Introducing an IIoT solution can be a considerable financial investment, so it’s not only worthwhile but likely necessary to include members of the finance and accounting department early in the project. Briefing representatives from your company’s financial center can also help to sell a project to senior decision makers who may have a singular focus on the bottom line numbers. Moreover, some IIoT solutions can even pay for themselves – intelligent LED fixtures instrument the IIoT through smart sensors which are embedded in the lights, while delivering up to 90% in lighting energy savings. Over time, those energy savings can add up to an IIoT solution that essentially pays for itself, while also enabling new applications that create additional value.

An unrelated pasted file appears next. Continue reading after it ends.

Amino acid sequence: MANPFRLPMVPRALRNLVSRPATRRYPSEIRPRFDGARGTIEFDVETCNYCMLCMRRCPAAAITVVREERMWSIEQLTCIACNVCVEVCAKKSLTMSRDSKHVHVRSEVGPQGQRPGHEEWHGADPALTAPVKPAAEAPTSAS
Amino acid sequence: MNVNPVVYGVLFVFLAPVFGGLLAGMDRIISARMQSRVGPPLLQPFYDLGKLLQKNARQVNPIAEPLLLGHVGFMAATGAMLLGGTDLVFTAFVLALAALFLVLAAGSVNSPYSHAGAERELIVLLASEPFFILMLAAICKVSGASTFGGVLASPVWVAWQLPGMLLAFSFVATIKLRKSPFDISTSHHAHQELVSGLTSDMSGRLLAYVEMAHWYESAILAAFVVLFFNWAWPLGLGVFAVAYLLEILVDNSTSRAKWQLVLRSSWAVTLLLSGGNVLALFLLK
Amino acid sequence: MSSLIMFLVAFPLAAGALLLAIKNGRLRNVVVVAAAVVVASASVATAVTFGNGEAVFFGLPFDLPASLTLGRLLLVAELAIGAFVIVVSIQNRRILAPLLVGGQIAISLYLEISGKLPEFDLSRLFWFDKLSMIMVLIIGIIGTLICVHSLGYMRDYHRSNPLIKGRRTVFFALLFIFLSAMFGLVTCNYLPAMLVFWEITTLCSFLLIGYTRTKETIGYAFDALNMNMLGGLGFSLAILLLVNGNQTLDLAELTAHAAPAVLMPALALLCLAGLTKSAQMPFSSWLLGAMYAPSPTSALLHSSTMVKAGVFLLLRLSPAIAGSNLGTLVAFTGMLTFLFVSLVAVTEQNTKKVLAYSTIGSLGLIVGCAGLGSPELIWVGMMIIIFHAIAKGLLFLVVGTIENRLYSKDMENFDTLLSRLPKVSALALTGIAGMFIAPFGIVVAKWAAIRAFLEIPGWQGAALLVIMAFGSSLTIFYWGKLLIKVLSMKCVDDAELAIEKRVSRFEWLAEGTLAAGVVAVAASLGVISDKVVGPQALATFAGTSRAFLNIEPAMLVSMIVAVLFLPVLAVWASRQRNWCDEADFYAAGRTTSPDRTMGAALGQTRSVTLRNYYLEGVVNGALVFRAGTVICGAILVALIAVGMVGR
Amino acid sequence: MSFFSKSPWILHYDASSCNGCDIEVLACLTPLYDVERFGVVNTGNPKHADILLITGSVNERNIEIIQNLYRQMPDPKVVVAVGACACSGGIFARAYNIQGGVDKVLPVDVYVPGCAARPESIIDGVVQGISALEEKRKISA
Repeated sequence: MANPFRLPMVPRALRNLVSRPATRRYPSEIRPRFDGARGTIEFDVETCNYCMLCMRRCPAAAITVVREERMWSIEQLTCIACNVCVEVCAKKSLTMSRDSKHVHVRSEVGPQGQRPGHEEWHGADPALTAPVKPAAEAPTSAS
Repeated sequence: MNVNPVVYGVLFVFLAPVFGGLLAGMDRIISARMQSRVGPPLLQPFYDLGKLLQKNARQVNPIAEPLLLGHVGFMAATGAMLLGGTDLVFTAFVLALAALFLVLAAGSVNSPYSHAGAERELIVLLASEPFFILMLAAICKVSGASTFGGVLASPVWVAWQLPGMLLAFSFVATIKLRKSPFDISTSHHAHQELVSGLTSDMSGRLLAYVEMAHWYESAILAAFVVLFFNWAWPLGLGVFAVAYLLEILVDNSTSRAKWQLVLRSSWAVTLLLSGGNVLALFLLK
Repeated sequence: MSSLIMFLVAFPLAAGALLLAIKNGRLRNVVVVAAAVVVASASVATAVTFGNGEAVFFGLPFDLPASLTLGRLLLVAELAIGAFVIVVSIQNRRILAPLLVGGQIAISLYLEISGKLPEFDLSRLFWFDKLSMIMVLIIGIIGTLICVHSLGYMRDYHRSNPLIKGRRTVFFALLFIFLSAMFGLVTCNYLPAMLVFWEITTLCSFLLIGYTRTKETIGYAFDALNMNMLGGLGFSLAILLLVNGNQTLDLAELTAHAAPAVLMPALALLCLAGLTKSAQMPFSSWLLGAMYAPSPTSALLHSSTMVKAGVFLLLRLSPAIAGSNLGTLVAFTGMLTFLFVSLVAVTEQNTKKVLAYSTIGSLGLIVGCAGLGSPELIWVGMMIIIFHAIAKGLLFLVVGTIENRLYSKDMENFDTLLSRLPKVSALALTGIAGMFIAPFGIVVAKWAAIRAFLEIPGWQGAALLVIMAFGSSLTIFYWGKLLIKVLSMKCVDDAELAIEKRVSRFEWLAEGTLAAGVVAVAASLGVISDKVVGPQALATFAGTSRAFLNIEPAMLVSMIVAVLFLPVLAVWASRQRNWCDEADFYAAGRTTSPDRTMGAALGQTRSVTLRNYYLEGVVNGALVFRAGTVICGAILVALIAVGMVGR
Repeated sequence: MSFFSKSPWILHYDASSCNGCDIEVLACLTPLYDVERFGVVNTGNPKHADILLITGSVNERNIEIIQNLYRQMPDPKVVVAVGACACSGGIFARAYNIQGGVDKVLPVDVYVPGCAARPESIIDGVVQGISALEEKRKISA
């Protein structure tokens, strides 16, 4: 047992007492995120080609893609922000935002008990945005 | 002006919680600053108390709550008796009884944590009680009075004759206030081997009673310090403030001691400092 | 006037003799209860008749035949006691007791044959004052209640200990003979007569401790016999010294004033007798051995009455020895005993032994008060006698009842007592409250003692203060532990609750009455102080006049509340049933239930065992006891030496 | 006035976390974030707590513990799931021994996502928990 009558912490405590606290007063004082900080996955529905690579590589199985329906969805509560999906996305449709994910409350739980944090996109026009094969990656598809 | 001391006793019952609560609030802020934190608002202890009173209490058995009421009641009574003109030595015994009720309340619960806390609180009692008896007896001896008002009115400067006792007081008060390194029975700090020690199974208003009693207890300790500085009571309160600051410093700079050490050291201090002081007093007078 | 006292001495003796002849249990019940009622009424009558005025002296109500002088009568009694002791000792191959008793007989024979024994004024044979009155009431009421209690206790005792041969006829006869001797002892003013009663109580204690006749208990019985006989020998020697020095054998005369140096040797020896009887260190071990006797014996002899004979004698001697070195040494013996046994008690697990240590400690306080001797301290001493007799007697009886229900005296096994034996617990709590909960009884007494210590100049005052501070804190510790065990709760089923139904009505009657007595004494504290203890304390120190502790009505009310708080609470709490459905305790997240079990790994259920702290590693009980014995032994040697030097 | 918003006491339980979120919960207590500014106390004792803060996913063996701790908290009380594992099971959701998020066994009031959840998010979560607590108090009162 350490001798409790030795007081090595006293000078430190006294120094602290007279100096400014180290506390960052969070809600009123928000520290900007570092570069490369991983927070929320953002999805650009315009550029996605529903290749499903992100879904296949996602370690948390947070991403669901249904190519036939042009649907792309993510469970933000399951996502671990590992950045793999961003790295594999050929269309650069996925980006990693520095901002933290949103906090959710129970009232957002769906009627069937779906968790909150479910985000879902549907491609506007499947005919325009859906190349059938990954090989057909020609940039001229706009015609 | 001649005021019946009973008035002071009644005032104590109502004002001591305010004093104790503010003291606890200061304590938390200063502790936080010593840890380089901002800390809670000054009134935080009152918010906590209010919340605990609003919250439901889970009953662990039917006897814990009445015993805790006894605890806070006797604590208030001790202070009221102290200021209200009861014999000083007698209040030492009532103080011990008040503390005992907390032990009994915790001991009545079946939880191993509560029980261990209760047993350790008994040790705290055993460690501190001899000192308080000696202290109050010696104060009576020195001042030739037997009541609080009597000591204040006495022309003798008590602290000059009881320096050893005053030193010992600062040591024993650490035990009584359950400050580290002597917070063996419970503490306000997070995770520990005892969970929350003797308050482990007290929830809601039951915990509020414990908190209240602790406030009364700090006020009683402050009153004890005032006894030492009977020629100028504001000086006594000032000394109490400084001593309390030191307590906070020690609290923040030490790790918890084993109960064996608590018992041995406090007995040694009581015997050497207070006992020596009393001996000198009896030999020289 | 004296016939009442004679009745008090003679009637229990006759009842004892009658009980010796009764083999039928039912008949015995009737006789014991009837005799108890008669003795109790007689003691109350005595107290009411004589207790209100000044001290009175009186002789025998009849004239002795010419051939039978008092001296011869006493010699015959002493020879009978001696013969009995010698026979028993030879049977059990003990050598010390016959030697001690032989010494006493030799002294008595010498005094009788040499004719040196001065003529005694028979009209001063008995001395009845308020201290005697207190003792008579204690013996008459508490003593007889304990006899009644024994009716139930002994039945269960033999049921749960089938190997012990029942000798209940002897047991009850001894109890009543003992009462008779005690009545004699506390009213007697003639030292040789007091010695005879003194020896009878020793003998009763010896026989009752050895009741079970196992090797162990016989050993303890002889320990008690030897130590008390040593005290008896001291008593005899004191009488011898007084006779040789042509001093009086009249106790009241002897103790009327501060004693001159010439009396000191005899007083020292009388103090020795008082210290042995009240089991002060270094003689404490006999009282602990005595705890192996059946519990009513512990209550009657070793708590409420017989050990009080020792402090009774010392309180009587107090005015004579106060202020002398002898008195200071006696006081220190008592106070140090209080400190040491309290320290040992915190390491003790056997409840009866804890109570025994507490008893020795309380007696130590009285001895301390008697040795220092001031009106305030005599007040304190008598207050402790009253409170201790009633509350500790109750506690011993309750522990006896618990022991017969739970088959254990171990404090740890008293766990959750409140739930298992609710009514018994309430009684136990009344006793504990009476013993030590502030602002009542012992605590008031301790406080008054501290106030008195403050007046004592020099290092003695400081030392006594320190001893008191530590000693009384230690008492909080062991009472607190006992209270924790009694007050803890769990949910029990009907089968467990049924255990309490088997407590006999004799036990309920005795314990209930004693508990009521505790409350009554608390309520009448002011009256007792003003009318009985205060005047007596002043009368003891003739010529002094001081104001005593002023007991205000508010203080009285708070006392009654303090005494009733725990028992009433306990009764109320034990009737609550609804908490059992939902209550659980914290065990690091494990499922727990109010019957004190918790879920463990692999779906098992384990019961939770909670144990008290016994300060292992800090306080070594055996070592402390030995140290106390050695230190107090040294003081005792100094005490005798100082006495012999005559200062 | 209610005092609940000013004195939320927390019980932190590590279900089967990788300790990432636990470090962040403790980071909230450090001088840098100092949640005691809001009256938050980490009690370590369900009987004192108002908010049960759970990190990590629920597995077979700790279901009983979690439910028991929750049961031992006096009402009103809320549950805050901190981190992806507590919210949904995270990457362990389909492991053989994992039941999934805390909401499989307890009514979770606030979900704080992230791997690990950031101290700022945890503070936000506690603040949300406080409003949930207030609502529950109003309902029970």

How Can the IIoT Help Finance and Accounting?
An IIoT implementation can streamline the finance and accounting department’s reporting process while demonstrating a tangible return on investment (ROI). Finance and accounting professionals spend a lot of time curating reports to make sure that budgets are in line with the company’s spending. Because historical data insights are kept in one centralized place, finance and accounting can create dynamic reports and forecasts from the latest sensor-driven activities. IIoT platforms like SiteWorx even provide total energy savings in dollars and projected baseline costs. Between the in depth and easy-to-use reporting abilities and ROI through efficient lighting, the IIoT can add a lot of value.